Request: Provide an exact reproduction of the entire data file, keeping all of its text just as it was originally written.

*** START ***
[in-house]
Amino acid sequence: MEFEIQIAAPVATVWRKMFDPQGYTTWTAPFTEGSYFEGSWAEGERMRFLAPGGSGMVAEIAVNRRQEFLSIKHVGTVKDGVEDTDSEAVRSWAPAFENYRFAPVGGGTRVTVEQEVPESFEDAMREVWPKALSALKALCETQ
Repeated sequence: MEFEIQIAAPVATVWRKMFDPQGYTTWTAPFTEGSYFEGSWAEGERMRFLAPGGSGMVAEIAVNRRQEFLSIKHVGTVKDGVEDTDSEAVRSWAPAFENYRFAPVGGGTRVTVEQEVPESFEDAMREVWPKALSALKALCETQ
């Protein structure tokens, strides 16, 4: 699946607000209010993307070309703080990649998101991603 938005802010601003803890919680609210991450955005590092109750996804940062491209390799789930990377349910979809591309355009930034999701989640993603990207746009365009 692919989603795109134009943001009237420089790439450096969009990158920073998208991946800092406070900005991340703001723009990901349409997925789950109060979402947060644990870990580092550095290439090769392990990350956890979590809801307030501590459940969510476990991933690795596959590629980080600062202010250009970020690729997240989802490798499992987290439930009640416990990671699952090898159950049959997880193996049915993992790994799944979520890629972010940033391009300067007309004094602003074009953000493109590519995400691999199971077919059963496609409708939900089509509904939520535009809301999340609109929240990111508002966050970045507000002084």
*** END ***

[in-house]
Amino acid sequence: MEFEIQIAAPVATVWRKMFDPQGYTTWTAPFTEGSYFEGSWAEGERMRFLAPGGSGMVAEIAVNRRQEFLSIKHVGTVKDGVEDTDSEAVRSWAPAFENYRFAPVGGGTRVTVEQEVPESFEDAMREVWPKALSALKALCETQ
Repeated sequence: MEFEIQIAAPVATVWRKMFDPQGYTTWTAPFTEGSYFEGSWAEGERMRFLAPGGSGMVAEIAVNRRQEFLSIKHVGTVKDGVEDTDSEAVRSWAPAFENYRFAPVGGGTRVTVEQEVPESFEDAMREVWPKALSALKALCETQ
């Protein structure tokens, strides 16, 4: 699946607000209010993307070309703080990649998101991603 938005802010601003803890919680609210991450955005590092109750996804940062491209390799789930990377349910979809591309355009930034999701989640993603990207746009365009 692919989603795109134009943001009237420089790439450096969009990158920073998208991946800092406070900005991340703001723009990901349409997925789950109060979402947060644990870990580092550095290439090769392990990350956890979590809801307030501590459940969510476990991933690795596959590629980080600062202010250009970020690729997240989802490798499992987290439930009640416990990671699952090898159950049959997880193996049915993992790994799944979520890629972010940033391009300067007309004094602003074009953000493109590519995400691999199971077919059963496609409708939900089509509904939520535009809301999340609109929240990111508002966050970045507000002084």